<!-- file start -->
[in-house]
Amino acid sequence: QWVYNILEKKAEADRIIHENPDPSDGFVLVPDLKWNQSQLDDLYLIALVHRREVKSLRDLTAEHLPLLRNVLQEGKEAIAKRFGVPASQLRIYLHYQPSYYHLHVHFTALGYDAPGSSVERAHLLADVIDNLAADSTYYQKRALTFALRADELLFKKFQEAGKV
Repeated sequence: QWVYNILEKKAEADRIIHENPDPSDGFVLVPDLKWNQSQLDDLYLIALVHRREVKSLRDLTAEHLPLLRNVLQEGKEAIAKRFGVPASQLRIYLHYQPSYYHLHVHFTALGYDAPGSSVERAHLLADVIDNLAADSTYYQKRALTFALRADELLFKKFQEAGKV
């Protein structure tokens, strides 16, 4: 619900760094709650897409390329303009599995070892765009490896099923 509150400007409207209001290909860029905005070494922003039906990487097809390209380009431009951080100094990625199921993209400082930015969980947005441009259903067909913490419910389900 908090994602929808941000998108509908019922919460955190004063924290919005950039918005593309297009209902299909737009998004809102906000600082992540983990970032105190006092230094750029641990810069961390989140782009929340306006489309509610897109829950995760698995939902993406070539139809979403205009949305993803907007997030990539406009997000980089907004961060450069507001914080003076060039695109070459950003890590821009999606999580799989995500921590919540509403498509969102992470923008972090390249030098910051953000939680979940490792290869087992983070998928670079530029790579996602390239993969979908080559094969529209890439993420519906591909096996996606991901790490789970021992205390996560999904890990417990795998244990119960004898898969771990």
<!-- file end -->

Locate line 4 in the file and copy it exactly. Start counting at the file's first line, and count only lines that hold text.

């Protein structure tokens, strides 16, 4: 619900760094709650897409390329303009599995070892765009490896099923 509150400007409207209001290909860029905005070494922003039906990487097809390209380009431009951080100094990625199921993209400082930015969980947005441009259903067909913490419910389900 908090994602929808941000998108509908019922919460955190004063924290919005950039918005593309297009209902299909737009998004809102906000600082992540983990970032105190006092230094750029641990810069961390989140782009929340306006489309509610897109829950995760698995939902993406070539139809979403205009949305993803907007997030990539406009997000980089907004961060450069507001914080003076060039695109070459950003890590821009999606999580799989995500921590919540509403498509969102992470923008972090390249030098910051953000939680979940490792290869087992983070998928670079530029790579996602390239993969979908080559094969529209890439993420519906591909096996996606991901790490789970021992205390996560999904890990417990795998244990119960004898898969771990």